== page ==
It used to be part of a tourist attraction that has since shut down.  Th Big Cow now looks sad and lonely.

I stopped in Yandina to fill up with water and have a snack.

The South Maroochy River appeared to be swollen with flood water.

There’s a walkway which passes over the river here.  The foundations of the walkway are wider than usual which makes me think this might have originally been a bridge for cars.

 

Just out of Yandina I crossed over the busy Bruce Highway.

In the distance sat Mount Ninderry.

In Kabi / Gubbi Gubbi culture, Ninderry was a mean old man infatuated with a young woman named Maroochy.  Maroochy was in love the warrior Coolum.  Ninderry was jealous, kidnapped Maroochy and found himself in mortal battle with Coolum.

Ninderry killed Coolum, who was then transformed into a mountain.  The gods turned Ninderry into a mountain too.  Grief-stricken Maroochy cried many tears, which became the Maroochy River.  She transformed into a black swan whose children can often be seen swimming on lakes and rivers around this part of the world.

 

The Maroochy River splits in two near here.  I followed the northern branch through “North Arm” – named after the northern branch of the river.

Like a large pair of breasts, the twin peaks of Mount Eerwah protruded from the horizon.  I stopped opposite the North Arm school to take a quick break.

Like yesterday, I was in no hurry and took plenty of time to enjoy the sights

Around the corner from North Arm, I was relieved to once again leave the paved road and follow some dirt tracks through the bush.

Eumundi Conservation Park has some delightful tracks through rainforest and tea-tree scrub.  The only problem is that it floods easily.  I wondered if it had been affected by the recent rain.

Some of the trails had turned into babbling streams.

So far so good. There was plenty of water, but it was shallow, and the ground was firm.  I just slowly rolled through it.

In some places, I had to meander around deeper puddles.

I had joked with friends beforehand that I might have needed a snorkel and flippers to get through some spots.

In the deepest place I had to wade through knee-deep water.

I emerged from the flooded section with wet feet and a slightly muddy bike, but I think I probably fared better than I had expected.

After a short hill climb, I emerged from the other side of the forest onto Seib Road.

A curious donkey peeked out from behind a tree to check me out.

“Hello donkey!” I said with a Shrek-like accent.

Donkey was unimpressed and disappeared back behind the tree.

 

I refueled at the Eumundi pub.


I hungrily devoured my steak sandwich and chips while the band prepared to play.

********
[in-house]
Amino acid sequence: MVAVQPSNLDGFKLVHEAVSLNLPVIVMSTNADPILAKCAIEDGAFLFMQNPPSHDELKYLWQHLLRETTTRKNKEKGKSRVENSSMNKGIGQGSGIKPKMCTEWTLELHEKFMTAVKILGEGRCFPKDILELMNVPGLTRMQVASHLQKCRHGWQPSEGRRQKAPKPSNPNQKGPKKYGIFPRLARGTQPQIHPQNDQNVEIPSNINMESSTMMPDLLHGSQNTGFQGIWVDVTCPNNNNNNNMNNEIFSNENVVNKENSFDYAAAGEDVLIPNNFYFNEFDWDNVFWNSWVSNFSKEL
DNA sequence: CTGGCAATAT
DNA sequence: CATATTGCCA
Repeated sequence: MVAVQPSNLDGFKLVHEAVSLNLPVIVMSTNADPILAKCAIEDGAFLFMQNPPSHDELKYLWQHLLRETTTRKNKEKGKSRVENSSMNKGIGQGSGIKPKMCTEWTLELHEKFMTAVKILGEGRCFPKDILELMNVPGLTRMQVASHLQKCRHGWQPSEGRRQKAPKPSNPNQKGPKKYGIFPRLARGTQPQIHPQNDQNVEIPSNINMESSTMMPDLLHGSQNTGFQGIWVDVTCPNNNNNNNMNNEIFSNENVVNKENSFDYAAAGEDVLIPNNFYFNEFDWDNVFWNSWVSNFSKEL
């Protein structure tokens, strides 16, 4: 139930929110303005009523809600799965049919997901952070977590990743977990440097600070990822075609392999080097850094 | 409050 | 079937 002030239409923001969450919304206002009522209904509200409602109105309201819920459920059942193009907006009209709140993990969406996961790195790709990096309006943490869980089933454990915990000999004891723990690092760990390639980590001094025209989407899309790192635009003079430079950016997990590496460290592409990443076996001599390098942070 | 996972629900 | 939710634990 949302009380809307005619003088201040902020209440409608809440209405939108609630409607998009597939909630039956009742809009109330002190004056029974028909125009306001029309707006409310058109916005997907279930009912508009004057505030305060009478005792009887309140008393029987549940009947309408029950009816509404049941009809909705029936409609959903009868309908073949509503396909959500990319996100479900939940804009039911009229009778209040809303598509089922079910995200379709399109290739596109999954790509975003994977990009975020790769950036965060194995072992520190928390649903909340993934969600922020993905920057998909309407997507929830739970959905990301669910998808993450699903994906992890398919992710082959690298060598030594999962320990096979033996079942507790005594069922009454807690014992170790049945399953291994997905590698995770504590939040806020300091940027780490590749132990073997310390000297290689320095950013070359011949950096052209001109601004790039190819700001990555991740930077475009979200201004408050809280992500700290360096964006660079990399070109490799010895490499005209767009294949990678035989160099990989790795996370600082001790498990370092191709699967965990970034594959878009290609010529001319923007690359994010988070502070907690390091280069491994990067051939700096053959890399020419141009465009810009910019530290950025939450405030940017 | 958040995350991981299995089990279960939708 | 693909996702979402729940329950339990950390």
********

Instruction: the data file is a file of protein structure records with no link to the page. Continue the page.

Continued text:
Just out of Eumundi I started the next major climb of the day on Eumundi Range Road.

As I pedaled over a bridge I looked down on the silver pair of rails heading north to Gympie.  I’d be coming back down that line tomorrow if everything went to plan.

For now I just clicked the gears down low, spun my legs, and counted myself fortunate that I wasn’t hauling heavy camping gear.

“You’re still a mean old man” I thought out loud to Ninderry as I spied him again from a hilltop.

It’s funny.  When you listen to enough indigenous legends, they come to life.  The mountains and rivers become people.  You talk to them.  But I assure you, they haven’t replied. Yet.

As I continued along Sunrise Road I passed the mountain bike trails at Tewantin National Park.

My legs were tired.  For a short time I was tempted to stick to the road and take it easy.  Somewhere in the back of my head a voice said “What are you, a road bike rider?”

I’m not a roadie.  I listened to the voices and steered my bike on to “Top Track”.

It’s hard work riding single tracks with tired legs.

“Ah. I remember riding down there!”

The single tracks eventually spat me out at Tinbeerwah Hall.

A few kilometres down the road I stepped-through the gate again into the northern section of Tewantin National Park.

The sign says “easy” but my friend Murray once told me this hill was nicknamed “The Demoralizer” in a 100km endurance race a few years ago.

I was glad I was riding down it and not up.

At the bottom of the steep descent, Cooroibah Creek bubbled happily.

I continued north through the pine plantations of Ringtail Creek.

Like the Glasshouse Mountains, this is another vast expanse of pine forest that seems to go on forever.

“Ah I love the open space” I thought to myself.

Ringtail Creek was a bit deep in one spot so I tiptoed over a log to keep my feet dry.

I rolled into Boreen Point on the shores of Lake Cootharaba at about 4pm.  On the other side of the lake I could just make out the Cooloolah Sand Patch where we had ridden a couple of weeks ago.

I checked into my motel, had a quick shower, and changed into some casual clothes.  It felt great to get out of cycling clothes.

The town had only just had its electricity reconnected after the storm.  The pub had no food .  Thankfully the local cafe agreed to stay open a bit longer than normal and cook me up a nice big dinner.  Thanks Tribal Coffee!

Day 2 Stats:
85km in about 8 hours including breaks.
About 1,100 metres of climbing burning about 4,000 kcal.
8.5 out of 10 on the to